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How to get young 'Christmas Christians' to engage yearlong

How to get young 'Christmas Christians' to engage yearlong

Worshipers at a candlelight Christmas service at Life.Church in 2017.

The problem of the “Christmas Christian” is one that’s troubled church leaders for decades. As a former youth pastor, I looked forward to seeing new faces in my youth group around the holiday season. However, once Christmas passed, those “Christmas Christians” disappeared.  Ninety percent of Americans celebrate Christmas, but it doesn’t translate into greater engagement with their faith the rest of the year. This is especially true for students, who are increasingly distancing themselves from their faith. 

The problem of inconsistent church attendance is symptomatic of a greater issue – that young Americans simply don’t feel connected to their faith. 

I think the key to helping students connect with their faith is allowing them to embrace aspects of their faith that might be challenging or uncomfortable. While youth group pizza parties and movie nights can be effective in attracting students to the church, they should be paired with experiences that take the students out of their spiritual comfort zone. 

In my experience working with young people, I’ve seen their craving for a faith that is deep and real, and a desire to better understand their Christian identity. We have to push them to understand the raw reality of their faith, especially when that’s hard. They must examine their faith honestly, wrestle with what it means to them, and think about where they fit among thousands of years of tradition and history. 

After my time as a youth pastor, I was a personal trainer. Both careers taught me that true strength comes from a healthy relationship with discomfort. You have to place the appropriate amount of resistance on a muscle, and then push. That’s what a faith journey does. When their faith raises uncomfortable questions or demands an examination of identity, students have the opportunity to embrace this discomfort and emerge as stronger Christians. The journey of faith is one of encountering and then engaging with challenge, which ultimately produces resilience and a richer faith. 

Romans elaborates on this idea: “We rejoice in our sufferings, knowing that suffering produces endurance, and endurance produces character, and character produces hope, and hope does not disappoint us.” 

I am no stranger to a struggle with faith. Becoming a youth pastor was the fulfillment of a long-held dream. But the unhealthy culture at the church where I was working took a toll on my mental, emotional, and spiritual health. At a certain point, I knew that to preserve what I had left, I needed to leave the job I believed to be the calling of my life. I was in a crisis of faith.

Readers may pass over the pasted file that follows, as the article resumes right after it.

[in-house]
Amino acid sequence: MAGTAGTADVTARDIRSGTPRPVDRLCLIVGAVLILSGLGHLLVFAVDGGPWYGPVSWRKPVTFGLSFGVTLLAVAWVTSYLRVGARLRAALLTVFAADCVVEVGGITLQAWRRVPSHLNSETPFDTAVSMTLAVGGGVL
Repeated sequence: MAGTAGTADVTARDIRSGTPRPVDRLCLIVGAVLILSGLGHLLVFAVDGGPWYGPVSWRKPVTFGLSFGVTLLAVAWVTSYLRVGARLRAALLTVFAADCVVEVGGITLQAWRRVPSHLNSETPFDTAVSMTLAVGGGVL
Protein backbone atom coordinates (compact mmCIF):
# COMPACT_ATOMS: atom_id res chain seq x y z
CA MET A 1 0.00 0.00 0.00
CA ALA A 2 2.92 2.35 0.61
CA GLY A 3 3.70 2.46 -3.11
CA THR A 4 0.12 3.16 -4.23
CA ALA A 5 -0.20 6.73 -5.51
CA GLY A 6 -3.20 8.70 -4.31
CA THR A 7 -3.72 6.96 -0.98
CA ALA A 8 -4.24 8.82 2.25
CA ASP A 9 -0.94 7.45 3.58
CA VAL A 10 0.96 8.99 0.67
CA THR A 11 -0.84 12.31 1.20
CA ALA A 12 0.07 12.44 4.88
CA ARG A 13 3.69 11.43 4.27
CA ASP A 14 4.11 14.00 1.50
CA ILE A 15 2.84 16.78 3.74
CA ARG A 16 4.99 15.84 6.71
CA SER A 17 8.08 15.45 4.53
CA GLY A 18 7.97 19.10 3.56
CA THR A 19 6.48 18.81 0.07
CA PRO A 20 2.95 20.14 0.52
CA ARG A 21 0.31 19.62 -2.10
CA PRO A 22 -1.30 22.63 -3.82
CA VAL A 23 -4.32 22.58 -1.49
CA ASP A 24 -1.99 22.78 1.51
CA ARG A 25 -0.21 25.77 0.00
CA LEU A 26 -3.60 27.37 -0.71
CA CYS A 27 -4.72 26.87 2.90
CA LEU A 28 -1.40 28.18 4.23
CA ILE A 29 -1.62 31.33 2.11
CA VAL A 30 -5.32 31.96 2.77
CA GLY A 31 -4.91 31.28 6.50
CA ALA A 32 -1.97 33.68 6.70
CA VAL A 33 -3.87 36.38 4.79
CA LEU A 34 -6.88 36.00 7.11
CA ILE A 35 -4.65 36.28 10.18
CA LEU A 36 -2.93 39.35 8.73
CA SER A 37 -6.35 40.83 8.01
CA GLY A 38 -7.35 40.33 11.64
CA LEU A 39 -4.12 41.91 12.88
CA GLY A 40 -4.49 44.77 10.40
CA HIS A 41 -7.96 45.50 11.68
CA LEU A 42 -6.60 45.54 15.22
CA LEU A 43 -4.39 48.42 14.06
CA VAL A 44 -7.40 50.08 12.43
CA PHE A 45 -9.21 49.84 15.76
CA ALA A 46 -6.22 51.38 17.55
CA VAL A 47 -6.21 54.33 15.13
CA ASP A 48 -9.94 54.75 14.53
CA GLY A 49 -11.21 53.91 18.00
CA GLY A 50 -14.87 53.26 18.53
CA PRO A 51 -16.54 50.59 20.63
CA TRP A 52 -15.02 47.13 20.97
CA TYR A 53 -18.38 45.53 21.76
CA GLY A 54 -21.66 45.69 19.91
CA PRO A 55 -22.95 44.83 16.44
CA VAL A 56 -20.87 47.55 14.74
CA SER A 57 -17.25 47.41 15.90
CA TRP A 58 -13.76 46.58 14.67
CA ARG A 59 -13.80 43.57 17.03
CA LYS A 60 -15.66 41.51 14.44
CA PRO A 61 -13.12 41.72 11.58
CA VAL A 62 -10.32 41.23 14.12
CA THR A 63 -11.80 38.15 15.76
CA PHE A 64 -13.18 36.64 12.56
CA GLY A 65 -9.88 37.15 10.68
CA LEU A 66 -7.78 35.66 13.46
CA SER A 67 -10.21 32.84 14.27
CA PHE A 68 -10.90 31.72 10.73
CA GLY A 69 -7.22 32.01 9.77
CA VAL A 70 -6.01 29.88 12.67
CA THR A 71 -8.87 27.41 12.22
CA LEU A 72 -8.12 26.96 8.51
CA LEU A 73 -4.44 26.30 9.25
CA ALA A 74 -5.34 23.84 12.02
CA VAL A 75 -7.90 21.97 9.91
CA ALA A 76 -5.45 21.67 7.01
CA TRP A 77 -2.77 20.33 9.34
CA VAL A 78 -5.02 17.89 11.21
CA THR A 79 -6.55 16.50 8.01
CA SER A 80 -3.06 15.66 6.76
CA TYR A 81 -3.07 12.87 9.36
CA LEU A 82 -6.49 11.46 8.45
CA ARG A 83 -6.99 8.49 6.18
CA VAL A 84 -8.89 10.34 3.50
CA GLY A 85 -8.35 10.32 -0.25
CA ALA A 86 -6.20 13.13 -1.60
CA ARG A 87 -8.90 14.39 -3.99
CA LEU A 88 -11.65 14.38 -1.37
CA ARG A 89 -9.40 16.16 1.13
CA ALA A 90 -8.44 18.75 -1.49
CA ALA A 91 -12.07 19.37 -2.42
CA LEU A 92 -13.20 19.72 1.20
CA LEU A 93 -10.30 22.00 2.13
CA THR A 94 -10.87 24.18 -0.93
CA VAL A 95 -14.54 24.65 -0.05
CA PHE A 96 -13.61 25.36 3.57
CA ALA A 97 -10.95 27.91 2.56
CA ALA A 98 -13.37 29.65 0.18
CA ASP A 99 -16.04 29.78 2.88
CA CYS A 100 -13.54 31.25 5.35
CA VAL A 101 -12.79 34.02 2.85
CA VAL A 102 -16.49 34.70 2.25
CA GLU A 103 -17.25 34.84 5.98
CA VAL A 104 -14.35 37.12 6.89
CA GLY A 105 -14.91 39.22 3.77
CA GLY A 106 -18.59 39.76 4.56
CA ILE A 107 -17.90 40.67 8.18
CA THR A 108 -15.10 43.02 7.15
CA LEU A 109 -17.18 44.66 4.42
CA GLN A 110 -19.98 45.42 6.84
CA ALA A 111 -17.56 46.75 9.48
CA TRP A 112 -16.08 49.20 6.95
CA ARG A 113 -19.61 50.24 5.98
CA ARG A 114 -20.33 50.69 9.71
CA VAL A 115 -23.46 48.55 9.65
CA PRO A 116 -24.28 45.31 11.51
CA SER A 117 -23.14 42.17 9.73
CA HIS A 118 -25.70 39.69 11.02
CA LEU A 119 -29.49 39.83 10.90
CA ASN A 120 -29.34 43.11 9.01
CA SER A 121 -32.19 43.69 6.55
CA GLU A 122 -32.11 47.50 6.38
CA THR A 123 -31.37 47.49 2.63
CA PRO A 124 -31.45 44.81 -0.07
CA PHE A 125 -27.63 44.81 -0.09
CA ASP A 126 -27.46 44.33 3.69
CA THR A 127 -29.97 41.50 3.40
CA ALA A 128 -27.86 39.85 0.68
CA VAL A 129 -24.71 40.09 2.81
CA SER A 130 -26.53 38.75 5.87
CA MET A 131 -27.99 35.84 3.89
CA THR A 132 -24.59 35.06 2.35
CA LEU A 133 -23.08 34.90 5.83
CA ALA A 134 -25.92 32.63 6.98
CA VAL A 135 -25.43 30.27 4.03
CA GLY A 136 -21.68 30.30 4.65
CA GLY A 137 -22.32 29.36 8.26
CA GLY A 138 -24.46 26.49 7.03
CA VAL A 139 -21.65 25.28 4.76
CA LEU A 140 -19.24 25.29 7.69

A few years later, I spoke to a friend of mine, who told me about a project he was developing that would take thousands of Christian college students to Israel. This friend, Scott Phillips, would become the executive director of Passages, an organization that gives students the opportunity to visit the birthplace of the Bible, affordably and with other students. And I would eventually become its managing director. 

Six months after that conversation with Scott, I was standing in Israel. There, I reconnected with the roots of my faith. Three years after leaving my role as a youth pastor, I stood on Mt. Precipice in the north of Israel, reflecting on where God had brought me – back to working with young Christians in a new and fresh way, training them to work through their own doubt, faith, and walk with God. 

I thought my calling was dead in the water. Instead, it was waiting for me on that hill in Israel. An uncomfortable journey with my faith had led me to something beyond what I could have ever imagined. 

Participants in our program aren’t simply motivated, inspired, or sensationally interested in the region. They strengthen their faith by walking in the real-life backdrops of ancient scriptures and wrestling with the depth and complexity of Israel. They’re confronted with a reality that is probably much different than what they had imagined all their lives. 

Students often report mixed feelings when they encounter a familiar Biblical site for the first time, however, this confrontation with the tangible reality of the Bible inspires students to engage more with the Scriptures upon their return. We’ve seen in surveys of our participants that, following their journey, 90% increase how often they read the Bible, 85% increase how often they pray, 67% become more active in campus ministry, and 56% attend church more often.

Seeing Jesus’ birthplace is transformational because it prompts students to grapple with the reality of their faith. As they see the real places of Scripture with their own eyes, they have another opportunity to respond to this reality in belief and action. This Christmas and in the new year, let’s seize the chance to show young people what a true faith experience can be: challenging, honest, and ultimately life-changing. 

Jeremy Rivers is managing director at Passages.

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